Memento mori

I almost died today, travelling at 60mph on a two lane road in the north east of Scotland. Turning a corner, I was confronted with another car in my lane just 50 yards ahead of me. I slammed on the brakes and my car snaked violently as it slowed. The other driver sped up to complete his dangerous manoeuvre, dipping back into his lane just in time. The whole thing was over in a few seconds, maybe three. I have no idea how we didn’t collide. If I’d come round the corner three seconds later, we would both be dead. It’s a sobering thought.

This incident was the second in my life where I could have become a statistic but was spared. The first was just a few years ago when I was rear-ended by a drunk driver on the motorway, causing my car to spin 360 degrees and collide with a concrete barrier. I walked away from that crash with nothing but a fat lip – I inadvertently punched myself in the face with the force of the collision. The car was a write off – completely destroyed. But I was fine. It could have – should have – been a lot worse.

These kind of events are a wake-up call. A real shock, and a reminder that our continued existence upon this earth is by no means guaranteed. It really isn’t an exaggeration to say we could die at any time. I’ve almost died at least twice, and I’m only 30. Who knows that I won’t meet a worse driver on the road tomorrow, or the next day? Or drop dead from an undiagnosed heart condition. Who knows that you won’t?

As I write these words, I’m aware how bleak they sound, but they’re true. The thing about life is it’s unpredictable. It’s unsafe. There are no real guarantees. In fact, the only real guarantee any of us have in this world is that life will come to an end one day. This could be suddenly, like in a car crash, through illness, or through natural causes. ‘Memento mori’ is a fitting maxim for every age and particularly our own, a veritable Vanity Fair of busyness and distraction that allows us to coast along for decades with scant regard for our own mortality.

King Solomon, who famously asked God for the gift of wisdom rather than great wealth or renown, recorded his reflections on life in a book called Ecclesiastes. It’s also considered to be a tad depressing – a great man looking back on his life, all that he achieved and amassed, and concluding that it means nothing in the grand scheme of things. ‘Vanity of vanities, all is vanity’ is the book’s famous refrain. At the end of Ecclesiastes, Solomon provides his conclusions about a truly well-lived life.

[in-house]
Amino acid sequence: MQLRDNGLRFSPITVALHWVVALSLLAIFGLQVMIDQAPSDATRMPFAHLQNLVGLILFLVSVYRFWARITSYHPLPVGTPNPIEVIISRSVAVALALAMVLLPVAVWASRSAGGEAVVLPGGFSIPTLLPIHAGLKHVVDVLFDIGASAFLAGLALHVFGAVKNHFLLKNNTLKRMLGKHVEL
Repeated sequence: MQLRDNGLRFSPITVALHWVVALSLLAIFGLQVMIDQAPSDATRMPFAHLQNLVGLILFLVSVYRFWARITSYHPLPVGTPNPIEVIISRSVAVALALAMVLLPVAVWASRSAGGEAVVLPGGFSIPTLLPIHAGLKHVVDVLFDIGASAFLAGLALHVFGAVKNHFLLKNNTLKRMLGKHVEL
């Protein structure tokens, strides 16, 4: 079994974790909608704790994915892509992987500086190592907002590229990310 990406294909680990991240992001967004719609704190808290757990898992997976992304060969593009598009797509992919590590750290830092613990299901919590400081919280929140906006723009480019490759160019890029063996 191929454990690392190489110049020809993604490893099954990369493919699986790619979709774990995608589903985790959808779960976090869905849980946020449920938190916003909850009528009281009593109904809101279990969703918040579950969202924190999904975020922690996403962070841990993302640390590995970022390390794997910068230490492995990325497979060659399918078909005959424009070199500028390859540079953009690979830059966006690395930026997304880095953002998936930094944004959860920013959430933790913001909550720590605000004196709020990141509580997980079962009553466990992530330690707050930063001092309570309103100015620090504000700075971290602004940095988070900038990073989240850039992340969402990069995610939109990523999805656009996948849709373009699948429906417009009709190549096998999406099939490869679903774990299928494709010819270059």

“Remember your creator”, the wise king says, “before the silver cord is snapped, or the golden bowl is broken, or the pitcher is shattered at the fountain, or the wheel broken at the cistern, and the dust returns to the earth as it was, and the spirit returns to God who gave it”. He adds: “The end of the matter; all has been heard. Fear God and keep his commandments, for this is the whole duty of man. For God will bring every deed into judgment, with every secret thing, whether good or evil.”

Note the lesson Solomon wishes to impart. Death is coming, that is for certain. The silver cord will snap. The bowl will break. And before death comes – at a time we do not know – we must remember our creator, and ensure we have obeyed his commandments. For one day we will stand before the creator and be asked to give an account for the life we have lived. Have you ever thought about this? Because if Solomon is right, it’s the most important thing you could ever reckon with.

A few thousand years after King Solomon lived, another great figure appeared on earth speaking words of wisdom, though he wasn’t esteemed by the powerful and privileged of his day. Like Solomon, Jesus Christ urged men and women to remember their creator and warned that none of us will be able to stand before God by our own merits: our perceived good behaviour throughout life.

He came with good news though: there is a way to right standing with God – Jesus himself. As the apostle said, “God so loved the world that he gave his only son, that whoever believes in him will not perish but have eternal life” (John 3:16). We need only go to Jesus, confess our wrongdoing against God, and ask him to forgive and save us. Then begins a life of obedience by his illumination and in his strength.

This is the great consoling truth that underpins my life. It’s why I don’t fear when I step into the car in the morning. Death isn’t the end, it’s the door to communion with the God who made me, and who loves me. He loves you too, friend. And he wants to hear from you. Run to God before it’s too late.

“Ask, and it will be given to you; seek, and you will find; knock, and it will be opened to you.”

Matthew 7:7

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